After being revised several times, the word “under God” was inserted in the Pledge in 1954 so it read:
“I pledge allegiance to the flag and to the republic for which it stands: one nation under God, indivisible with liberty and justice for all.”
The Pledge, like the Declaration of Independence, sets a goal the nation commits itself to achieve rather than describes reality. The words “liberty and justice for all” were no more descriptive of the reality than the word in the Declaration asserting “all men are created equal.”
In 1954 when the revised Pledge was adopted, slaves were emancipated and women had the right to vote but the economic status of Blacks and women was sharply inferior to that of white men.
Among whites as well as among emancipated Blacks, the creation of a hierarchical class structure created barriers for the achievement of equality for children born to lower class parents.
Given their low income and lack of education, lower class parents did not provide their children, during the first three years of their lives, with nutrition needed to support the development of their brain or the intellectual stimulation required to develop the language and social skills that would make them ready for school.
The pace at which barriers to the pursuit of happiness were eliminated after the conclusion of the Civil War and during the reconstruction period did not keep pace with the changed expectations of the greater whole of society. This brought the Revolutionary Society to its end and the Industrial Society emerged.
The Industrial Society: 1863 to 1970
During the Civil War the production of military and consumer goods expanded greatly. After the War’s end, technology (e.g. railroads, production and distribution of electric power, telephones, and other inventions), industrialization, urbanization, and the productivity of labor surged, marking the start of the Industrial Society.
Equality for blacks increased with the passage of the federal Civil Rights Act in 1875. However, passage by the states of Jim Crow laws and Black Codes restricted the labor, migration, and civil rights of slaves and freed blacks.
In the late 1860’s the Ku Klux Klan emerged and opposed civil rights for blacks. Congress passed the Ku Klux Klan Act of 1870 to close the Klan. However, the Supreme Court nullified the Civil Rights Act of 1875 and ended federal efforts to stop private acts of violence designed to suppress civil rights. Tactics such as poll taxes were used by those in power to deny the now lawful rights of blacks.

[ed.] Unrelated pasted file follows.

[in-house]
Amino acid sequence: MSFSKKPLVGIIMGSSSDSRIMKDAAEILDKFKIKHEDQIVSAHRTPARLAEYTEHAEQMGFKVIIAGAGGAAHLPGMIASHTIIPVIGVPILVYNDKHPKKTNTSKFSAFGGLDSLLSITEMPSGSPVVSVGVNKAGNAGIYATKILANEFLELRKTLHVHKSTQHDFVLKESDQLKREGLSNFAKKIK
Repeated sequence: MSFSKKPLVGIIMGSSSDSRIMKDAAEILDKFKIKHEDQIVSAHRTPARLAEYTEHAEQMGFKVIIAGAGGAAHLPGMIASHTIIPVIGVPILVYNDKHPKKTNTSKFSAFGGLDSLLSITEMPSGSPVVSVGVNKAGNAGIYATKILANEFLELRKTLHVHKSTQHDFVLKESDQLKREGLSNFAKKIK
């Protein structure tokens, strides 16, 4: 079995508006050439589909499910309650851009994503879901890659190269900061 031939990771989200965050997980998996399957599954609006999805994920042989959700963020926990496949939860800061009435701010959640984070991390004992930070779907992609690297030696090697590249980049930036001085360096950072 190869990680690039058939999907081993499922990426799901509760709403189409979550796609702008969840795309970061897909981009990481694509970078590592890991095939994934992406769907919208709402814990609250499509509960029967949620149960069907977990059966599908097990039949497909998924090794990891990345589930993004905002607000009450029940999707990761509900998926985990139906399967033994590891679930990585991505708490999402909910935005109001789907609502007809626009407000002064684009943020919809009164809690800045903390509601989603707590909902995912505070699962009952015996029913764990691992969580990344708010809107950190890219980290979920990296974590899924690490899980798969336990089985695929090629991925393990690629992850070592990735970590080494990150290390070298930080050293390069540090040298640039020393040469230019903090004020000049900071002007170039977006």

While nuclear families continued to be the basic components of the Industrial Society, the manner in which families organized their work changed and the productivity of their family members’ labor increased.
Nuclear family members divided their work between male “breadwinners” and female “homemakers.” “Breadwinners” were men who worked for pay at enterprises located away from home, producing goods and services for sale rather than for their own consumption. Given access to mechanized and powered production equipment, their productivity was high.
“Homemakers” were women who worked without pay at home, to produce ready-to-eat food, ready-to-wear clothing, and other products and services that met the day-to-day needs of family members. Women working at home did not have access to production equipment or systems. Their labor productivity was relatively low.
Membership in a nuclear family remained an economic necessity for gaining access to the family’s goods and services. Children and the elderly had access to the products and services produced by their family by virtue of their blood or marriage connection, even though they might not contribute to family production.
By 1890, increases in labor productivity made the per capita industrial production and income in the United States exceed those of all other world nations. In addition, massive immigration from Europe provided the labor for American industry. From 1880 to 1914 more than 22 million people migrated to the United States. The United States emerged as a world economic and military power.
When World War I started in 1914, Woodrow Wilson declared United States neutrality. Continued submarine warfare by Germany to cut off shipments of supplies to Britain and continued lobbying by England brought the United States to declare War in April 1917.
The people of the United States are its military force. It was the people resident in the colonies that rose up and defeated Britain’s trained troops and mercenary’s in bloody battle. When the Southern States seceded from the Union, it was the people of the Northern and the Southern States, not armies of professional soldiers, who fought the bloody Civil War that made the United States indivisible.